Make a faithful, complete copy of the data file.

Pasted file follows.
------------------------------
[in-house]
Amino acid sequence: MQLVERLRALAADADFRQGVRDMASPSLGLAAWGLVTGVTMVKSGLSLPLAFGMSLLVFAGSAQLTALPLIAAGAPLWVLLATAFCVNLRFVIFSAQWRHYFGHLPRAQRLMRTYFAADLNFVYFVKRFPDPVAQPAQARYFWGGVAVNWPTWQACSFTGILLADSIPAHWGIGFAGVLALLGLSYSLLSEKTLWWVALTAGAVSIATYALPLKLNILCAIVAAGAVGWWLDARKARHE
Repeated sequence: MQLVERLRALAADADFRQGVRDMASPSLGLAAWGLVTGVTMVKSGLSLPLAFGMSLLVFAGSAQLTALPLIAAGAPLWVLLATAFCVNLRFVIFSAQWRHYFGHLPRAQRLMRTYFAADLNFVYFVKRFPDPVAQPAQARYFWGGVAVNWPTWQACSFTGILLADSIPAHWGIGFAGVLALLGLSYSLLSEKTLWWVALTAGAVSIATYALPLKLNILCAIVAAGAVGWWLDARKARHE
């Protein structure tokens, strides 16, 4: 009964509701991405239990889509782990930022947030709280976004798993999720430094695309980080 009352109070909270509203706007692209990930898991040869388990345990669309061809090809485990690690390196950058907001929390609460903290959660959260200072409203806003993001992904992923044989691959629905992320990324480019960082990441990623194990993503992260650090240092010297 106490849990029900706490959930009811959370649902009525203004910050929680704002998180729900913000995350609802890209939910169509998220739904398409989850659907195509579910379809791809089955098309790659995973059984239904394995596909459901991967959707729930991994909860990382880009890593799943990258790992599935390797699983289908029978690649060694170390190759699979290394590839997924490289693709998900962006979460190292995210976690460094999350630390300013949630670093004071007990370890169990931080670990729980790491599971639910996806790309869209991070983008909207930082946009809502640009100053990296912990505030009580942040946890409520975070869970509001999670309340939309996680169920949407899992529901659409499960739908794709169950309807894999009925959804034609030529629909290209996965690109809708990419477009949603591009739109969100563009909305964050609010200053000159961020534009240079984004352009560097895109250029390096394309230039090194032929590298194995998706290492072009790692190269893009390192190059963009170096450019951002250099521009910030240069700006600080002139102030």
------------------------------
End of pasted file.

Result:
[in-house]
Amino acid sequence: MQLVERLRALAADADFRQGVRDMASPSLGLAAWGLVTGVTMVKSGLSLPLAFGMSLLVFAGSAQLTALPLIAAGAPLWVLLATAFCVNLRFVIFSAQWRHYFGHLPRAQRLMRTYFAADLNFVYFVKRFPDPVAQPAQARYFWGGVAVNWPTWQACSFTGILLADSIPAHWGIGFAGVLALLGLSYSLLSEKTLWWVALTAGAVSIATYALPLKLNILCAIVAAGAVGWWLDARKARHE
Repeated sequence: MQLVERLRALAADADFRQGVRDMASPSLGLAAWGLVTGVTMVKSGLSLPLAFGMSLLVFAGSAQLTALPLIAAGAPLWVLLATAFCVNLRFVIFSAQWRHYFGHLPRAQRLMRTYFAADLNFVYFVKRFPDPVAQPAQARYFWGGVAVNWPTWQACSFTGILLADSIPAHWGIGFAGVLALLGLSYSLLSEKTLWWVALTAGAVSIATYALPLKLNILCAIVAAGAVGWWLDARKARHE
């Protein structure tokens, strides 16, 4: 009964509701991405239990889509782990930022947030709280976004798993999720430094695309980080 009352109070909270509203706007692209990930898991040869388990345990669309061809090809485990690690390196950058907001929390609460903290959660959260200072409203806003993001992904992923044989691959629905992320990324480019960082990441990623194990993503992260650090240092010297 106490849990029900706490959930009811959370649902009525203004910050929680704002998180729900913000995350609802890209939910169509998220739904398409989850659907195509579910379809791809089955098309790659995973059984239904394995596909459901991967959707729930991994909860990382880009890593799943990258790992599935390797699983289908029978690649060694170390190759699979290394590839997924490289693709998900962006979460190292995210976690460094999350630390300013949630670093004071007990370890169990931080670990729980790491599971639910996806790309869209991070983008909207930082946009809502640009100053990296912990505030009580942040946890409520975070869970509001999670309340939309996680169920949407899992529901659409499960739908794709169950309807894999009925959804034609030529629909290209996965690109809708990419477009949603591009739109969100563009909305964050609010200053000159961020534009240079984004352009560097895109250029390096394309230039090194032929590298194995998706290492072009790692190269893009390192190059963009170096450019951002250099521009910030240069700006600080002139102030």